As we head into vacation season, we often get questions related to GST/HST on cottage or vacation property rentals using services such as Airbnb. For example: “I purchased a cottage that is closing on June 1st. I plan to rent this out for short-term rentals on Airbnb. I am also planning to turn another cottage I own from personal use to Airbnb rentals. What are the GST/HST implications of this?”
How the cottage or vacation property will be used – short- or long-term rentals
When considering how GST/HST applies to a vacation property, you must be aware of the primary use of the property. Is this a residential property (longer-term rentals or personal use) or a commercial property (shorter-term rentals)?
- Residential property – this would be longer-term continuous use of the property. It can be occupied as a principal residence or a vacation property but without pause in the tenancy. Generally these leases are exempt of GST/HST and the purchase or sale of the property would be exempt of GST/HST.
- Commercial property – this would include shorter-term rentals, less than 30 days in length. For example, a cottage property where you are renting it out under-30 day stays, through services such as Airbnb.
Changing a cottage or vacation property from residential to commercial: GST/HST
Where a property changes from a residential property to a commercial property, such as your purchase of the cottage to turn it into an Airbnb rental, there are no GST/HST implications other than allowing for GST/HST paid on the purchase of the property to be recovered. Given you did not pay GST/HST, this is not an issue.
Changing a cottage or vacation property from commercial to residential or selling: GST/HST
Where the problem arises is in the future, when you either change the use of the property from commercial to residential or sell the property. Where you change the use of the property there is a deemed sale of the property at current fair market value and GST/HST is payable. A rebate may be available to offset some of the GST/HST.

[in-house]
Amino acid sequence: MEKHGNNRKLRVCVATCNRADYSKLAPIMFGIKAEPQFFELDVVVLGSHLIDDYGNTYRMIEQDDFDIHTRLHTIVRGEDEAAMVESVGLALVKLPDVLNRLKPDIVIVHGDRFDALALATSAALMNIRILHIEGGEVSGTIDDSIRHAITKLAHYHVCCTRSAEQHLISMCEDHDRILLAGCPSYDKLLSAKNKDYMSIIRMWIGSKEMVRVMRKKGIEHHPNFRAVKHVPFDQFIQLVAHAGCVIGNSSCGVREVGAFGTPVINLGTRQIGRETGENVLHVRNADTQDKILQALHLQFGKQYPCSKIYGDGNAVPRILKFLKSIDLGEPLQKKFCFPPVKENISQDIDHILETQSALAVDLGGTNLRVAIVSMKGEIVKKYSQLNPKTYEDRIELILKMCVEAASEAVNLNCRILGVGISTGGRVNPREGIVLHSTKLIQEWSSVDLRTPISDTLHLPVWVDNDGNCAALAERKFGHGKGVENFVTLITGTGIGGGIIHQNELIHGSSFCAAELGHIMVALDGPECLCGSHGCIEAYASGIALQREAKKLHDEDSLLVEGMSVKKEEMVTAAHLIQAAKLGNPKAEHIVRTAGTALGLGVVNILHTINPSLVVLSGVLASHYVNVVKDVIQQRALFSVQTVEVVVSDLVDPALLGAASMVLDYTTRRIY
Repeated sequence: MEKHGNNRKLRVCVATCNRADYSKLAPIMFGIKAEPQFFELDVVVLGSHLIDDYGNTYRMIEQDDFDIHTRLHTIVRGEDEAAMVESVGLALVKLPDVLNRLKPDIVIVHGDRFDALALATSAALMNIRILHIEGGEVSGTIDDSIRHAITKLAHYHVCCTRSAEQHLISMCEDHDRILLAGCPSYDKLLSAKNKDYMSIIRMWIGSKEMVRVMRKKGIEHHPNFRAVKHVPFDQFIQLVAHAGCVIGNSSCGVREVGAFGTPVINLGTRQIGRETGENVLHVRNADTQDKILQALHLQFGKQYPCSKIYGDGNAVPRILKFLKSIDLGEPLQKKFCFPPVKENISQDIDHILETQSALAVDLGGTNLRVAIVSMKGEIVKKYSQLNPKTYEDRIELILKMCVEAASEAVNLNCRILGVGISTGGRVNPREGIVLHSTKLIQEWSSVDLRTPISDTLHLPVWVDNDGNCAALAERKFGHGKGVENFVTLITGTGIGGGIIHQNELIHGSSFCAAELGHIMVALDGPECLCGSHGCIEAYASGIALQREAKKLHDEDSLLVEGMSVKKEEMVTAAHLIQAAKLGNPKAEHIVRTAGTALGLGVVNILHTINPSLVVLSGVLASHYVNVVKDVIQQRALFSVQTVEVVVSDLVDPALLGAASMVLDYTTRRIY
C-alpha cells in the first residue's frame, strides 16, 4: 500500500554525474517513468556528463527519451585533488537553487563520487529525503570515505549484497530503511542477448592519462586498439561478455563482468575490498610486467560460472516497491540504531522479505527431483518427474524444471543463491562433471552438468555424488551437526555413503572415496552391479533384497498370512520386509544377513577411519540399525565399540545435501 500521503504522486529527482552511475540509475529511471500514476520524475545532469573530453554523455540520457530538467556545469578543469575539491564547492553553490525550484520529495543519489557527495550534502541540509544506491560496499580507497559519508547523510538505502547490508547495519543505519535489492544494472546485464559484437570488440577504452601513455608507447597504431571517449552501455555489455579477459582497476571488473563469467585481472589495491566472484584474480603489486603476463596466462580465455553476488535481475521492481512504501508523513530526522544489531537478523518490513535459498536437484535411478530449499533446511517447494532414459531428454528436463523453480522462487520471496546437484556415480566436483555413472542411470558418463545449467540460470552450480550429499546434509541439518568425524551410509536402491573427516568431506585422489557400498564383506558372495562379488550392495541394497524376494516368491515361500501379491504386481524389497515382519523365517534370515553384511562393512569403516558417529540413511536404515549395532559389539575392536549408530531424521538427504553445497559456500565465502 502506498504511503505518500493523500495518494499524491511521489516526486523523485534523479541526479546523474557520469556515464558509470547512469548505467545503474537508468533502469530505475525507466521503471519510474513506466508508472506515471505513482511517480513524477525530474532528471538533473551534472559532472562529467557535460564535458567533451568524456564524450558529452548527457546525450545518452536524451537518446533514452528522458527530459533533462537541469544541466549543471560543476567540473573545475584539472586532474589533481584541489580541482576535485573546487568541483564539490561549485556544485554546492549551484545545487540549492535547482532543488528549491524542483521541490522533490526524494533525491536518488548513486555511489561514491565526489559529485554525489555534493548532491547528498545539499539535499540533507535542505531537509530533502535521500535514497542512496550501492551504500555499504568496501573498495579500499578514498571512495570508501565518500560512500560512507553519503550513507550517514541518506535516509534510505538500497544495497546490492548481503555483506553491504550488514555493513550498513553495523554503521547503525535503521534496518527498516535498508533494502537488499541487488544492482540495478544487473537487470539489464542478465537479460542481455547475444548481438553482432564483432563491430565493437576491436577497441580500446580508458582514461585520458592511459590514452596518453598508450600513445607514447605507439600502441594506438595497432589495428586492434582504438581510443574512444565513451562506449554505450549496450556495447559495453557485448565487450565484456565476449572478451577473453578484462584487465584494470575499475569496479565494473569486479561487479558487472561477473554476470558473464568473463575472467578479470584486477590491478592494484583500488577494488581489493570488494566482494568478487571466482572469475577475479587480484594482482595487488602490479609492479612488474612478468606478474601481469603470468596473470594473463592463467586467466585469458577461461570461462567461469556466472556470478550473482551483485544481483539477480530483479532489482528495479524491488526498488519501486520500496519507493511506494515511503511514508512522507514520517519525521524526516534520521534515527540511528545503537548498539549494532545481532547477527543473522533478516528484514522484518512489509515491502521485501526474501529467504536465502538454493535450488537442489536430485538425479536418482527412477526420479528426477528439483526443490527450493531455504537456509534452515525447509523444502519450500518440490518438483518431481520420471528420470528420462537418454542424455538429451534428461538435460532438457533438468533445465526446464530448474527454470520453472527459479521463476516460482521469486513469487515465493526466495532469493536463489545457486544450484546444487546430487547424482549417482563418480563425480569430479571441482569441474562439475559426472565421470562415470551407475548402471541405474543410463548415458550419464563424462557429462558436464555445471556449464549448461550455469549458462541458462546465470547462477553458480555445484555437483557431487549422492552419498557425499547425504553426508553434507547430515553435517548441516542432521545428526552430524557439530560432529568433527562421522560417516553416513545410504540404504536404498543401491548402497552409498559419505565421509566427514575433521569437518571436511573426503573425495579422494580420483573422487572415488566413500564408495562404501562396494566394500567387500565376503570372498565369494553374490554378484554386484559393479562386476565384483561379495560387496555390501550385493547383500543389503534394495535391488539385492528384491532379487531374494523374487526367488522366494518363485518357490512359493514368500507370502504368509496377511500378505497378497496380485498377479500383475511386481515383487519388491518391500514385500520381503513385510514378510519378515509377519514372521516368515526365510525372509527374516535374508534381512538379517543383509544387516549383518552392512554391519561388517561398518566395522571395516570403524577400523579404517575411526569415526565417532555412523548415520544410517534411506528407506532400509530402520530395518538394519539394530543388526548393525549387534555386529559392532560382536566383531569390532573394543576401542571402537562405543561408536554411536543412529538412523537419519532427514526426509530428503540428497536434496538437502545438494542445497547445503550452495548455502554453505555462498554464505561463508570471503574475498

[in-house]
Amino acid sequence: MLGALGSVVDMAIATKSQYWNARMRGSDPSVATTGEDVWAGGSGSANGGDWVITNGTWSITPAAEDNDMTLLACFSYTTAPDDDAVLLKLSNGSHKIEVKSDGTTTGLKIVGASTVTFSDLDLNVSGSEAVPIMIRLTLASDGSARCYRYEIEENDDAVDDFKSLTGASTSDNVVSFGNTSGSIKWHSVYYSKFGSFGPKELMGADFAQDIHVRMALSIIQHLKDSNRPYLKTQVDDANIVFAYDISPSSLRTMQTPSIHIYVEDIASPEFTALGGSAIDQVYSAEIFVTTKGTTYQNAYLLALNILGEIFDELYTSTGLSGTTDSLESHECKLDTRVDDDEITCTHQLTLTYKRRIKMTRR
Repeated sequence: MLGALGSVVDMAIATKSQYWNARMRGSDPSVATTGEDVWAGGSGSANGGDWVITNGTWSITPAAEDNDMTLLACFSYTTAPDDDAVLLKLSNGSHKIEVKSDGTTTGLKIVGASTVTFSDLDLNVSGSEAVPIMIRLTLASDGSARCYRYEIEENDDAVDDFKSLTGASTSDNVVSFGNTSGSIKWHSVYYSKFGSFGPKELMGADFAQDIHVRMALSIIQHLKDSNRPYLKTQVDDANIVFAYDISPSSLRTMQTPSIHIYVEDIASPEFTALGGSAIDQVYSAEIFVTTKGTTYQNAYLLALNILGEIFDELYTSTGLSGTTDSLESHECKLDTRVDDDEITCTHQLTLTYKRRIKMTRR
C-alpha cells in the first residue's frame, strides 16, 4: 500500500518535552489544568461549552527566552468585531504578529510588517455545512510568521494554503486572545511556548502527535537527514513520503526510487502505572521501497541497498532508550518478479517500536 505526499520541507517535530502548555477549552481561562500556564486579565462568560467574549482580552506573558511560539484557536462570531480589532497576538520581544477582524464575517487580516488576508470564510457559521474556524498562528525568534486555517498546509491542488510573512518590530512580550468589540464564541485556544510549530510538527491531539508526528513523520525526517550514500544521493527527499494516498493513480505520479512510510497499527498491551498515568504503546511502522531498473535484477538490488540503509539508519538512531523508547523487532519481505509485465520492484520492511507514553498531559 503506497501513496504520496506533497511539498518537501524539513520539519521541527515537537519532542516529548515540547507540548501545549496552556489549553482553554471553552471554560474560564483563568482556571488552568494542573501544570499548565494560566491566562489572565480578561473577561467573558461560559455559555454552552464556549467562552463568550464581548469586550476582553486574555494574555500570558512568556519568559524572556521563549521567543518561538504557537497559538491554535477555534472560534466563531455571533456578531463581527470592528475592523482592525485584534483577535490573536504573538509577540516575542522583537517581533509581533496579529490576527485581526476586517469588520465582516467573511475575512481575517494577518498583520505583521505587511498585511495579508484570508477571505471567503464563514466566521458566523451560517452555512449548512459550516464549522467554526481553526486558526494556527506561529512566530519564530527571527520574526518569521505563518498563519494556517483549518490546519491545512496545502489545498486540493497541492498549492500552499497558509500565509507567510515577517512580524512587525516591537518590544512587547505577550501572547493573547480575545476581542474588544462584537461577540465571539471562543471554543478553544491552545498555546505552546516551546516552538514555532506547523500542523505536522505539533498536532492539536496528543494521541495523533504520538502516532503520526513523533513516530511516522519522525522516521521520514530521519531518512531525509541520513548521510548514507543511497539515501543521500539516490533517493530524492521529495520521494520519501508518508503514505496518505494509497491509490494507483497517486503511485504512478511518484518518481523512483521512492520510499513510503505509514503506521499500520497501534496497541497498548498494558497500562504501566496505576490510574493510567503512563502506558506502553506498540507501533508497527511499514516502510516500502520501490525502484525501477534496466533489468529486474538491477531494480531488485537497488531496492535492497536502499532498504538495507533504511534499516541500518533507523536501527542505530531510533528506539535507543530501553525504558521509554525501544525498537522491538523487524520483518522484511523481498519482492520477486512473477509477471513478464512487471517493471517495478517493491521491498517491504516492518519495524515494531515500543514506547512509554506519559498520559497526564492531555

Below is a mathematical representation for a property purchased in Ontario:
Rent it for short-term rentals for one year.
|FMV one year from now||$550,000
You start to rent it as a long-term rental
|HST Owing||$71,500 ($550,000 * 13%)|
In Ontario, a rebate may be available if the property is going to be occupied as a principal residence.
In this example a purchaser in Ontario would have made $65,000 on the appreciation of the property, but owed $71,500 in GST/HST. On GST/HST alone, the property would be sold at a loss of $6,500. (This does not take into account other taxes, transaction fees, and so on.)
For vacation properties situated in provinces west of Ontario the tax owing would not be as significant.
Get advice on your cottage or vacation property rental
For vacation properties, whether purchasing, changing their use, or selling, please ensure that you seek out the proper advice from a GST/HST expert. The GST/HST costs can be incredibly significant if not handled properly. If you have further questions on the GST/HST implications for your cottage or vacation property, please contact Scott Merry at firstname.lastname@example.org.
Scott Merry, CPA, CGA
Partner, Indirect Tax
Tags: commercial, cottage, residential, vacation property